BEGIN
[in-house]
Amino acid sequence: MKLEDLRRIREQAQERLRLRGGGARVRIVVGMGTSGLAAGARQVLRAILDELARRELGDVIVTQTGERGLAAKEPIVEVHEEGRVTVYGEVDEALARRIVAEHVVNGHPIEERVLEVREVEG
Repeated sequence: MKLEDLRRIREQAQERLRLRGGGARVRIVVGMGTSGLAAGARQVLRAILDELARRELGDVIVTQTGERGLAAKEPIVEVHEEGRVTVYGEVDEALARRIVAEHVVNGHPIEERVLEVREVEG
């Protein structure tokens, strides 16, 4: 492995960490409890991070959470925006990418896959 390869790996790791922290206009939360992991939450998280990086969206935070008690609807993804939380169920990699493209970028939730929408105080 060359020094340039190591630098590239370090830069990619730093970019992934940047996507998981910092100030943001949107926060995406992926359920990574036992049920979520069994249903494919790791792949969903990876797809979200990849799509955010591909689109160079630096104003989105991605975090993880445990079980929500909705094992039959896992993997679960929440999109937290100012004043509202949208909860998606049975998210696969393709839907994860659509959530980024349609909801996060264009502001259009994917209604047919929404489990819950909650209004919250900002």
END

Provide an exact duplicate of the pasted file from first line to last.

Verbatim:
[in-house]
Amino acid sequence: MKLEDLRRIREQAQERLRLRGGGARVRIVVGMGTSGLAAGARQVLRAILDELARRELGDVIVTQTGERGLAAKEPIVEVHEEGRVTVYGEVDEALARRIVAEHVVNGHPIEERVLEVREVEG
Repeated sequence: MKLEDLRRIREQAQERLRLRGGGARVRIVVGMGTSGLAAGARQVLRAILDELARRELGDVIVTQTGERGLAAKEPIVEVHEEGRVTVYGEVDEALARRIVAEHVVNGHPIEERVLEVREVEG
């Protein structure tokens, strides 16, 4: 492995960490409890991070959470925006990418896959 390869790996790791922290206009939360992991939450998280990086969206935070008690609807993804939380169920990699493209970028939730929408105080 060359020094340039190591630098590239370090830069990619730093970019992934940047996507998981910092100030943001949107926060995406992926359920990574036992049920979520069994249903494919790791792949969903990876797809979200990849799509955010591909689109160079630096104003989105991605975090993880445990079980929500909705094992039959896992993997679960929440999109937290100012004043509202949208909860998606049975998210696969393709839907994860659509959530980024349609909801996060264009502001259009994917209604047919929404489990819950909650209004919250900002």